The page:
Here is the small crochet bag I made for an online exchange. It works well to protect small items you want to carry around, or hide the box of condoms feminine hygiene products in your handbag. Or one of those purse-packs of tissues. This one is made to fit a Tarot deck, but it would be easy to make in any size you wanted.
I call this delightful colour Mould With Gold, but I think the person it’s going to will like it, and that’s what counts. It’s growing on me (as mould does), I like the finished bag much more than I liked the ball of cotton.
I’ve found that it’s best not to get too decorative if you want a sturdy bag. I kept the bag itself simple for that reason, and added some pattern to the flap. This flap is not terribly complicated either.
For full-yet-amateurish instructions, jump to the full post.
I know the basic stitches – if you don’t know those yet, try this link, the explanations are better than mine…
In a nutshell, ch means chain, which is simply pulling a loop of thread through the loop on your hook. Repeating this forms, uh, a chain.
sc = single crochet – there’s a loop on your hook, you pull a second loop through the the stitch in the row below, and then you snag a loop of free thread and pull it through those two loops.
dc = double crochet – loop, plus wound on loop, plus loop pulled through row below. Pull a new loop through two of them, then another new loop through the remaining two. (If you haven’t done this before you are now thinking my maths is terrible J )
This pattern begins at the flap, then works a long strip like a scarf. The side panels are added last, then the resulting t-shape is stitched together to form the bag.
Materials I used:
Size 3 hook = UK 11 and US between C and D
4 ply crochet cotton (50g ball from Clever Country by Beutron). I don’t know what the equivalent thread is in American terms, but if it helps the label says it is suitable for bedspreads, fashion garments, tablecloths and doilies. I refuse to consider how many balls and how many hours would go into a crochet bedspread.
Chain 8, form into a loop
(This is negotiable. Make a loop slightly smaller than the hole you want to see in your flap – I use it as a buttonhole. As you add the next row of stitches into the loop, it will stretch a bit.)
Row 1: ch2, dc2 into the formed loop. ch2 dc3, ch2 dc3, ch2 dc3, ch2, join to top of the ch2 at the start of this round, turn.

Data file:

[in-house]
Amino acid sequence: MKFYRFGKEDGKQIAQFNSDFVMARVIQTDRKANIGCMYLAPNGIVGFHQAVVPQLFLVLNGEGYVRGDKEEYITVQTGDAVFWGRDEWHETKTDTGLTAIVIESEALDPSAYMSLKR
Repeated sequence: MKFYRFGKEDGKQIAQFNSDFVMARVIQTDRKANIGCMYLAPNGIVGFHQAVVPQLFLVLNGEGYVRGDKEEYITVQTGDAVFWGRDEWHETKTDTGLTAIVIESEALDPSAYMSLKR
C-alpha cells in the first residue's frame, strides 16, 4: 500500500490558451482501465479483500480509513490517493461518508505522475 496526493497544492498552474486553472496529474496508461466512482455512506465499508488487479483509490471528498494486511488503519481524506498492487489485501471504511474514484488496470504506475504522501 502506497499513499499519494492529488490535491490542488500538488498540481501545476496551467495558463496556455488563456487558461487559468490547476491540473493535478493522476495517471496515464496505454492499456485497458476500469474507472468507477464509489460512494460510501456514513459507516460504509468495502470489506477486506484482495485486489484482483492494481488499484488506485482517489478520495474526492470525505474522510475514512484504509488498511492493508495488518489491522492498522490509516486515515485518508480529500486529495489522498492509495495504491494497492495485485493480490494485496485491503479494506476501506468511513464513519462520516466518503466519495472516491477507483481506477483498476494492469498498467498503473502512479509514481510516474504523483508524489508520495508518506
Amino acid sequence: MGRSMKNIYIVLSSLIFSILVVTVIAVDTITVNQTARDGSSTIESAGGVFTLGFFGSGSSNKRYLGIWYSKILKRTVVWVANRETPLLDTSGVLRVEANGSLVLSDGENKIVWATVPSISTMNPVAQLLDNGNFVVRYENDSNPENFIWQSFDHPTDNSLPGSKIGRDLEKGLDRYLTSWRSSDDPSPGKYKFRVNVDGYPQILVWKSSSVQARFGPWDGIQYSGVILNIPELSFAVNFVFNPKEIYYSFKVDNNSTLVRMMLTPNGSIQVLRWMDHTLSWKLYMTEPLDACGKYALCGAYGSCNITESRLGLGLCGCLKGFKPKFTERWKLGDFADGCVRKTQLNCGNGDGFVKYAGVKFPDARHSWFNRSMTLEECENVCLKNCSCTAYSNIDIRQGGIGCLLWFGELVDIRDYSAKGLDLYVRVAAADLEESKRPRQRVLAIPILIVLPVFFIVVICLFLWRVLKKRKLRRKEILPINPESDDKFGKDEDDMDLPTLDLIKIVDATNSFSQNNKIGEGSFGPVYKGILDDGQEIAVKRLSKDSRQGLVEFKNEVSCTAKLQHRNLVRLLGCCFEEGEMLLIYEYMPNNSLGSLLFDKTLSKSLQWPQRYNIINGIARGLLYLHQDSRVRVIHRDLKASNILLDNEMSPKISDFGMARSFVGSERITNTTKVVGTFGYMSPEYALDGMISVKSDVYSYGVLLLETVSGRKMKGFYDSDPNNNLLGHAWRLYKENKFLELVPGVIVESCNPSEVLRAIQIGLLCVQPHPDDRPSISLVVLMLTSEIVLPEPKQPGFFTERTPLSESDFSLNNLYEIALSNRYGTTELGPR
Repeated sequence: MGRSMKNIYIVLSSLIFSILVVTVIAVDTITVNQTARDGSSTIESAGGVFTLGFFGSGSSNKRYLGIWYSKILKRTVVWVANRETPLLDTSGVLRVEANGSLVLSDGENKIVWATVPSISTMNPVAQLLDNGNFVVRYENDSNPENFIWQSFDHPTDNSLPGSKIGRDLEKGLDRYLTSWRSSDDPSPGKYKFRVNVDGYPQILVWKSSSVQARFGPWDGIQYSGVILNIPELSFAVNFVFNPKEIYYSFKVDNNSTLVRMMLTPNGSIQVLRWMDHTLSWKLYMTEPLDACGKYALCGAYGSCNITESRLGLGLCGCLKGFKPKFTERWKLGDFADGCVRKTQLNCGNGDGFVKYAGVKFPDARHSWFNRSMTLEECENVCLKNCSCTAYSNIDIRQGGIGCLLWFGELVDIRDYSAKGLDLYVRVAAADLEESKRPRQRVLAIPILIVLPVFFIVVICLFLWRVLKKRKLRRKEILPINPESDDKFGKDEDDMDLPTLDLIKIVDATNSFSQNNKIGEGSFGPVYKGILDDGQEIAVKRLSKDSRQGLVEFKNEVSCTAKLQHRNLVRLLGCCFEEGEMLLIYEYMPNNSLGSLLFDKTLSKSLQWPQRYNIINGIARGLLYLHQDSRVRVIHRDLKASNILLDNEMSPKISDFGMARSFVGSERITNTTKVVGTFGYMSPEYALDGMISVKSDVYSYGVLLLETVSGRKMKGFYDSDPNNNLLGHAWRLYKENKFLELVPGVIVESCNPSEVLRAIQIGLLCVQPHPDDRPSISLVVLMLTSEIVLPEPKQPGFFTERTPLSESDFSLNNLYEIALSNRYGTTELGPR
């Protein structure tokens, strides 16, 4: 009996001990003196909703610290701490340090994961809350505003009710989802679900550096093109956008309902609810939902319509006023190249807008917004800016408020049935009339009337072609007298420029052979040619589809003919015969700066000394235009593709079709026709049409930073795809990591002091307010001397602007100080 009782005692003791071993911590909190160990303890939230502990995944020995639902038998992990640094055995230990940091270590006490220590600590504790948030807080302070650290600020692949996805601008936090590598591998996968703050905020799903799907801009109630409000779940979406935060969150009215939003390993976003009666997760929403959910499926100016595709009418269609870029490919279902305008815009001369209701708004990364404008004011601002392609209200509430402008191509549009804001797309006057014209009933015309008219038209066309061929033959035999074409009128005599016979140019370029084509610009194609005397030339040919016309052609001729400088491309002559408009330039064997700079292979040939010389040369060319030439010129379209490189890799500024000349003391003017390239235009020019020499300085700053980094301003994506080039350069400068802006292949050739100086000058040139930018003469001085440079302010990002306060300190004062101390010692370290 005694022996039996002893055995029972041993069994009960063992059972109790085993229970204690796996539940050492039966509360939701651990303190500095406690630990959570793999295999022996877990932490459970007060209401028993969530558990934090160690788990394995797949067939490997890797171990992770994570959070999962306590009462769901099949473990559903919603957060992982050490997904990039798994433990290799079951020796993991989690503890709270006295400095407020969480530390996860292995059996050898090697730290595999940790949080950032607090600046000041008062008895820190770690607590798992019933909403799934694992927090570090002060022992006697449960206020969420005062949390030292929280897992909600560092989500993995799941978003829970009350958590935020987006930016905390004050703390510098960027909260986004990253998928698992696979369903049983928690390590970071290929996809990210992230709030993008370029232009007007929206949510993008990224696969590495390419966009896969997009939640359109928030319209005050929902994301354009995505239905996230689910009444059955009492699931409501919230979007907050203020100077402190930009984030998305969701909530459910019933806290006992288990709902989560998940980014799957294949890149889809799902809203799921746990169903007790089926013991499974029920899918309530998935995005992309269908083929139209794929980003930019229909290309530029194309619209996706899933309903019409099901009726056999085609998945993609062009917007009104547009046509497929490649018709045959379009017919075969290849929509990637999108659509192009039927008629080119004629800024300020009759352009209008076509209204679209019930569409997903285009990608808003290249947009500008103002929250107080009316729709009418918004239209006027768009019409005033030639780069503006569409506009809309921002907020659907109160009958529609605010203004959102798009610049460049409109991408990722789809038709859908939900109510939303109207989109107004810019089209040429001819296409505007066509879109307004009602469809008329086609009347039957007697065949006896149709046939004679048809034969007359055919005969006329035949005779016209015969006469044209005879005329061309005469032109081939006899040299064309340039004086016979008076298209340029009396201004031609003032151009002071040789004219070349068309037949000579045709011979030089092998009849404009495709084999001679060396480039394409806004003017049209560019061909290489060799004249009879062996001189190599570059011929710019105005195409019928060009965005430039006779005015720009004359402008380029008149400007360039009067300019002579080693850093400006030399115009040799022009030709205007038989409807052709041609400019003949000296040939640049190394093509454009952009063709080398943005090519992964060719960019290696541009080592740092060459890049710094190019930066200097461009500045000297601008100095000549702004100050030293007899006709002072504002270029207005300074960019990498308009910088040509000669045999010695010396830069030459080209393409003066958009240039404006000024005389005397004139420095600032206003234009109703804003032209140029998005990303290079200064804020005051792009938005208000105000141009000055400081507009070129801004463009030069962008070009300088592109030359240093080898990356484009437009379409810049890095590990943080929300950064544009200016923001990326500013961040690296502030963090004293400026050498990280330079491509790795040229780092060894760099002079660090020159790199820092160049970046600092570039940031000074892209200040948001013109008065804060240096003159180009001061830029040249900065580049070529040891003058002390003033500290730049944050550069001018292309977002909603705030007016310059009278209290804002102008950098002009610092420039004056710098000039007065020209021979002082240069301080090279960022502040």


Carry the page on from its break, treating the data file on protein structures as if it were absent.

Row 2: ch2, dc2 into the centre stitch of the ‘shell’ (3 stitch group) in the row below. 3dc, ch1, 3dc into the gap created by the two chain stitches. [dc3 into the centre stitch of the next shell, dc3 ch2 dc3 into the next gap]. Repeat  twice more to reach the starting point, join, turn.
Row 3: ch2, dc2 into space between shells. dc3, ch1, dc3 into corner gap. [dc3 into next gap, dc3 into next gap, dc3 ch1 dc3 into corner gap]. Repeat  on next two sides. dc3 into remaining gap, join and turn.
Row 4: as before, dc3 into each gap, with dc3 ch1 dc3 to form each corner. If you are making a smaller bag you may omit this row – the flap should be roughly the width of the item you intend to store in the bag. If you are making a larger bag, repeat this row to achieve the size you want.
Now you find yourself in the middle of one side of the square that is the flap. You might like to cut your thread here and join on again at the side, but I hate joining so I simply slip-stitched along the side to a corner so I could start the next row from there.
So, starting from the corner!
Row 5: ch4, slip stitch into second stitch along. Continue to cover three sides of the square. This creates a lacey outer row of bumps of chain over one-stitch gaps. I thought it needed this bit of decoration but you might prefer to omit it.
The fourth side of the square is the beginning of the body of the bag. sc in every stitch from one corner to the other. I ended up with 18 stitches because I stitched into a corner chain at each end, and snuck in an extra sc into where my loops started at the corner because it just looked like it needed that extra width. Turn